and other access law
This page examines Archives and other 'access law' .
It covers -
Archives legislation in many instances predates both FOI
legislation and the broader notion of FOI, instead deriving
from administrative requirements that government agencies
preserve records for evidentiary or policy development
Establishment of recognisably 'modern' archival legislation
after the 1960s reflected recognition of the benefits
for government from proper 'whole of life cycle' management
of documentation and of the interest of scholars and the
wider community in records that were no longer actively
used by agencies (and were thus stored by those agencies
or transferred to archival repositories).
National and state/provincial legislation in most countries
establishes archival institutions with particular responsibilities
for administration of archival regimes that embrace the
creation, identification, maintenance and disposal (including
archiving) of public sector records in paper, electronic
and other formats.
That legislation generally provides for access to archived
records after a specific period (variously 25, 30, 50,
75 or 100 years, depending on jurisdiction and category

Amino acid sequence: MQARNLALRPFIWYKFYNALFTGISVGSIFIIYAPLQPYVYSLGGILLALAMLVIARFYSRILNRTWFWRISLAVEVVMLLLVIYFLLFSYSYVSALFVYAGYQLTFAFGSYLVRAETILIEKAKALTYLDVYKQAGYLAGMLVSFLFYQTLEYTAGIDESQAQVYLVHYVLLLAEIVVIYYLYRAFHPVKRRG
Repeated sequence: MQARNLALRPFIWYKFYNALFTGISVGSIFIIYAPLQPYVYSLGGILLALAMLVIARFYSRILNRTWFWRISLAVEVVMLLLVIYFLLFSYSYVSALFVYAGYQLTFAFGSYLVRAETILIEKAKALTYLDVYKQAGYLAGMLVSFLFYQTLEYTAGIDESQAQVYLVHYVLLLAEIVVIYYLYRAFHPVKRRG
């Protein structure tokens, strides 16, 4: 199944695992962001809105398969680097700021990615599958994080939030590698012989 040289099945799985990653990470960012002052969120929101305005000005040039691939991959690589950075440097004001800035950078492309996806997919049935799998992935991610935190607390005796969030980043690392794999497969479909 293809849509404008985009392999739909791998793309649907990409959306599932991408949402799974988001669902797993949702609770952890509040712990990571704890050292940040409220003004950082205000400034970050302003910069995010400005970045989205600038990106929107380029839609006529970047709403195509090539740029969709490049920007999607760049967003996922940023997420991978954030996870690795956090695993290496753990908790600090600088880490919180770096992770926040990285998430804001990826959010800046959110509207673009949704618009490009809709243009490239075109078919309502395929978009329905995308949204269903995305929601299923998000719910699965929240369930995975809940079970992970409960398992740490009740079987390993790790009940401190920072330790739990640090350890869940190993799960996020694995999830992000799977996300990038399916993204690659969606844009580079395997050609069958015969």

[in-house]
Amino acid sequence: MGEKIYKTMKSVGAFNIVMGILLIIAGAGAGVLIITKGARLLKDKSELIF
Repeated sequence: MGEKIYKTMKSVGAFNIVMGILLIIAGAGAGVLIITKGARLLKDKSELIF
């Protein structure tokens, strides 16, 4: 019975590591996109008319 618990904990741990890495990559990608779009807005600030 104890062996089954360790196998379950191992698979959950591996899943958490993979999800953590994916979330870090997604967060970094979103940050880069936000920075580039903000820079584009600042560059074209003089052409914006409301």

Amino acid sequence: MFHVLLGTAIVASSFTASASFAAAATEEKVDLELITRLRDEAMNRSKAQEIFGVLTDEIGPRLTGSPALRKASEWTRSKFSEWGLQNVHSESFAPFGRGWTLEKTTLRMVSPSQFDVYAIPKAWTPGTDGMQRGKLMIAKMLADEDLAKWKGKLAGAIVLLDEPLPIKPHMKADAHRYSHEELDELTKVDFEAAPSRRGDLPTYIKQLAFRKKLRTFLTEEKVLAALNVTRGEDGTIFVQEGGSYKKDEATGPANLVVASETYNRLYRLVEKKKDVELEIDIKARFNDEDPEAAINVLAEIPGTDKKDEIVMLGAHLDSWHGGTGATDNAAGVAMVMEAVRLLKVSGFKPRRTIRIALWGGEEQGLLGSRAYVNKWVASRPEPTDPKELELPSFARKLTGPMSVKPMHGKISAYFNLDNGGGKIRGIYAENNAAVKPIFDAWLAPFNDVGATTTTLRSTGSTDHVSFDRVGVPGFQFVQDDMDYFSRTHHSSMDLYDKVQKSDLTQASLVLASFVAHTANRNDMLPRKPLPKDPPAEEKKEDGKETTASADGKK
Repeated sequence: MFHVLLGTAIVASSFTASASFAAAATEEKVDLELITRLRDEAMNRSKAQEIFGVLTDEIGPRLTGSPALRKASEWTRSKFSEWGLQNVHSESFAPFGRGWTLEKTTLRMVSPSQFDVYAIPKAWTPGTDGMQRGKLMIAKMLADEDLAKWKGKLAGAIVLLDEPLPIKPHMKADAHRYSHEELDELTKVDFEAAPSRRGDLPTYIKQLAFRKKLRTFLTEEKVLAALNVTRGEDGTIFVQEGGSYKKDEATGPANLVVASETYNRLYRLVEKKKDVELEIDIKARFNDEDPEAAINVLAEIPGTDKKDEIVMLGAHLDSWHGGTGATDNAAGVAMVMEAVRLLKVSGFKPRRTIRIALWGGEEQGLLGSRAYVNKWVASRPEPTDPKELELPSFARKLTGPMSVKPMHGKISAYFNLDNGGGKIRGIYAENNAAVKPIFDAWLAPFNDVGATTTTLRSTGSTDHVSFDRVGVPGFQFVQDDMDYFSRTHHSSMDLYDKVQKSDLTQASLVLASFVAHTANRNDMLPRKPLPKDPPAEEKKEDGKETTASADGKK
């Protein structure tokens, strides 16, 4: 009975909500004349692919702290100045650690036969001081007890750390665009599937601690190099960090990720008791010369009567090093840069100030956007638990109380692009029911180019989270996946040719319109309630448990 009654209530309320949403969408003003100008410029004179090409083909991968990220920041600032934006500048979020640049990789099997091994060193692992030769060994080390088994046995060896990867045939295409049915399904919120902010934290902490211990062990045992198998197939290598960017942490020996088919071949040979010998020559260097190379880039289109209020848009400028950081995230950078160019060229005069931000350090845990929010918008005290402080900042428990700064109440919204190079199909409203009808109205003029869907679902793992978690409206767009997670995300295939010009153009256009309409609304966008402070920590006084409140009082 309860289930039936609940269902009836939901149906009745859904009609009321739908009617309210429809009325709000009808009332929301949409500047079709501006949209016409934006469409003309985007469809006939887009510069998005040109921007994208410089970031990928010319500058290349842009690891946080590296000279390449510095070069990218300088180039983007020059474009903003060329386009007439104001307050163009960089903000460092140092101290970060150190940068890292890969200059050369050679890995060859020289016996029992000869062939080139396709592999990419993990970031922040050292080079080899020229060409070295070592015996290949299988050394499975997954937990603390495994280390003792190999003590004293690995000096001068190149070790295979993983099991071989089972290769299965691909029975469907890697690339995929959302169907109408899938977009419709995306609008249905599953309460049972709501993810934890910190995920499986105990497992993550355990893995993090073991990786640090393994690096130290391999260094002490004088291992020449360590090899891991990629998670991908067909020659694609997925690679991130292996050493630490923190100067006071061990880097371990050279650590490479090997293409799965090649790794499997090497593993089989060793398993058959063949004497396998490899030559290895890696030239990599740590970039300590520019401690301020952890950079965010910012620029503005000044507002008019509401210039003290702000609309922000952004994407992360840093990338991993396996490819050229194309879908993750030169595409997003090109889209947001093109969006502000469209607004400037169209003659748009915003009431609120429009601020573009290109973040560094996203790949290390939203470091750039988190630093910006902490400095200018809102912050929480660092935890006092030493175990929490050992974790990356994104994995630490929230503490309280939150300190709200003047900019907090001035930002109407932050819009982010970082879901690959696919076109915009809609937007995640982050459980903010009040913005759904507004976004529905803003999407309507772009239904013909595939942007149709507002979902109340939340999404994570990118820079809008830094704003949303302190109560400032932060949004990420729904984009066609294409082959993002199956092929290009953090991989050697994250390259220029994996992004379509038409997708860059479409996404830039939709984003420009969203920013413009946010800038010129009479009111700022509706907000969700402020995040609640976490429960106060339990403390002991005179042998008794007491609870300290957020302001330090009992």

Most legislation (and associated enactments under Privacy,
Census & Statistics or other law) provides for short-term
or permanent exemptions. Typically those exemptions cover
matters such as personal information about individuals,
information supplied to government on a commercial in
confidence basis, judicial proceedings, relations with
other governments and national security.
Eric Ketelaar's 2002 'Archival Temples, Archival Prisons:
Modes of Power and Protection' commented that
and private organizations depend, for their disciplinary
and surveillance power, on the creation and maintenance
of records. Entire societies may be emprisoned in Foucauldian
panopticism, a system of surveillance and power-knowledge,
based on and practised by registration, filing, and
records. Archives resemble temples as institutions of
surveillance and power architecturally, but they also
function as such, because the panoptical archive disciplines
and controls through knowledge-power. Inside the archives,
the rituals, surveillance, and discipline serve to maintain
the power of the archives and the archivist. But the
archives' power is (or should be) the citizen's power
too. The violation of human rights is documented in
the archives and the citizen who defends himself appeals
to the archives. People value "storage" as
a means to keep account of the present for the future.
In order to be useable as instruments of empowerment
and liberation, archives have to be secured as storage
memory serving society's future functional memories.
is another view in Helen Wood's 'The fetish of the document:
an exploration of attitudes towards archives' in New
Archival Research (Liverpool: Liverpool Uni Centre
for Archive Studies 2000) edited by Margaret Procter.